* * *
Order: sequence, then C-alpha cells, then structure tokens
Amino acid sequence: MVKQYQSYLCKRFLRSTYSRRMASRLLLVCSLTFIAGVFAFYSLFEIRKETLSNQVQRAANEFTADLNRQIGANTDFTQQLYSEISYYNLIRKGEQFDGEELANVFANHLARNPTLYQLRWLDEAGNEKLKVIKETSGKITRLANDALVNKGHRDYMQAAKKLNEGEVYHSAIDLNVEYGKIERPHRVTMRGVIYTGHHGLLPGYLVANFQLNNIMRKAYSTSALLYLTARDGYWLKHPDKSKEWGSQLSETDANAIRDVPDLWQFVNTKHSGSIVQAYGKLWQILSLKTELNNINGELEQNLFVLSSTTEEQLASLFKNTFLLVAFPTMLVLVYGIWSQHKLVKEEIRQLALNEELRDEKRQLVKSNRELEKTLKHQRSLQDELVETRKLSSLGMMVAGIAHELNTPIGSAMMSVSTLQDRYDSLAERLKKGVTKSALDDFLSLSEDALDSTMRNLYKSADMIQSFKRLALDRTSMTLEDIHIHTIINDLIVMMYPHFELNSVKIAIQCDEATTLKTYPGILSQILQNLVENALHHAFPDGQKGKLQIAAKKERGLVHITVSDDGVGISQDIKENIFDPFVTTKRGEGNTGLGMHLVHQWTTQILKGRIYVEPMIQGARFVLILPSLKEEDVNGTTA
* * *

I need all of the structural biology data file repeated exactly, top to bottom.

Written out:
Order: sequence, then C-alpha cells, then structure tokens
Amino acid sequence: MVKQYQSYLCKRFLRSTYSRRMASRLLLVCSLTFIAGVFAFYSLFEIRKETLSNQVQRAANEFTADLNRQIGANTDFTQQLYSEISYYNLIRKGEQFDGEELANVFANHLARNPTLYQLRWLDEAGNEKLKVIKETSGKITRLANDALVNKGHRDYMQAAKKLNEGEVYHSAIDLNVEYGKIERPHRVTMRGVIYTGHHGLLPGYLVANFQLNNIMRKAYSTSALLYLTARDGYWLKHPDKSKEWGSQLSETDANAIRDVPDLWQFVNTKHSGSIVQAYGKLWQILSLKTELNNINGELEQNLFVLSSTTEEQLASLFKNTFLLVAFPTMLVLVYGIWSQHKLVKEEIRQLALNEELRDEKRQLVKSNRELEKTLKHQRSLQDELVETRKLSSLGMMVAGIAHELNTPIGSAMMSVSTLQDRYDSLAERLKKGVTKSALDDFLSLSEDALDSTMRNLYKSADMIQSFKRLALDRTSMTLEDIHIHTIINDLIVMMYPHFELNSVKIAIQCDEATTLKTYPGILSQILQNLVENALHHAFPDGQKGKLQIAAKKERGLVHITVSDDGVGISQDIKENIFDPFVTTKRGEGNTGLGMHLVHQWTTQILKGRIYVEPMIQGARFVLILPSLKEEDVNGTTA